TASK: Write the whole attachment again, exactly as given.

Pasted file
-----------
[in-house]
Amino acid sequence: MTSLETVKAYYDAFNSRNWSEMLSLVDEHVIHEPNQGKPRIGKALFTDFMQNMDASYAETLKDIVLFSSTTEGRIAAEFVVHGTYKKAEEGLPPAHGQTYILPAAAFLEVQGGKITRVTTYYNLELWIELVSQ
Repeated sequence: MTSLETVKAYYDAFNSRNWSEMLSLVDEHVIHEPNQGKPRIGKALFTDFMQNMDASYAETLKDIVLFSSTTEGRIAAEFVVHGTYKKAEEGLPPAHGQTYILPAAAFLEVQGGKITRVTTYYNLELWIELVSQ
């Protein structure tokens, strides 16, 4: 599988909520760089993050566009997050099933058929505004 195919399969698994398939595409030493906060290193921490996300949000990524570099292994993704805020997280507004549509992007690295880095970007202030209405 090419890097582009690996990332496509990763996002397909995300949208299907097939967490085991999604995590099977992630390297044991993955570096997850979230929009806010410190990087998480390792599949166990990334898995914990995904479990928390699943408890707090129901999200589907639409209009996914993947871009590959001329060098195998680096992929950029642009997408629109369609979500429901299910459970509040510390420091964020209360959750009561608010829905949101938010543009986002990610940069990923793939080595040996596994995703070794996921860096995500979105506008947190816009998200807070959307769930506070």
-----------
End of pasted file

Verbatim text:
[in-house]
Amino acid sequence: MTSLETVKAYYDAFNSRNWSEMLSLVDEHVIHEPNQGKPRIGKALFTDFMQNMDASYAETLKDIVLFSSTTEGRIAAEFVVHGTYKKAEEGLPPAHGQTYILPAAAFLEVQGGKITRVTTYYNLELWIELVSQ
Repeated sequence: MTSLETVKAYYDAFNSRNWSEMLSLVDEHVIHEPNQGKPRIGKALFTDFMQNMDASYAETLKDIVLFSSTTEGRIAAEFVVHGTYKKAEEGLPPAHGQTYILPAAAFLEVQGGKITRVTTYYNLELWIELVSQ
């Protein structure tokens, strides 16, 4: 599988909520760089993050566009997050099933058929505004 195919399969698994398939595409030493906060290193921490996300949000990524570099292994993704805020997280507004549509992007690295880095970007202030209405 090419890097582009690996990332496509990763996002397909995300949208299907097939967490085991999604995590099977992630390297044991993955570096997850979230929009806010410190990087998480390792599949166990990334898995914990995904479990928390699943408890707090129901999200589907639409209009996914993947871009590959001329060098195998680096992929950029642009997408629109369609979500429901299910459970509040510390420091964020209360959750009561608010829905949101938010543009986002990610940069990923793939080595040996596994995703070794996921860096995500979105506008947190816009998200807070959307769930506070």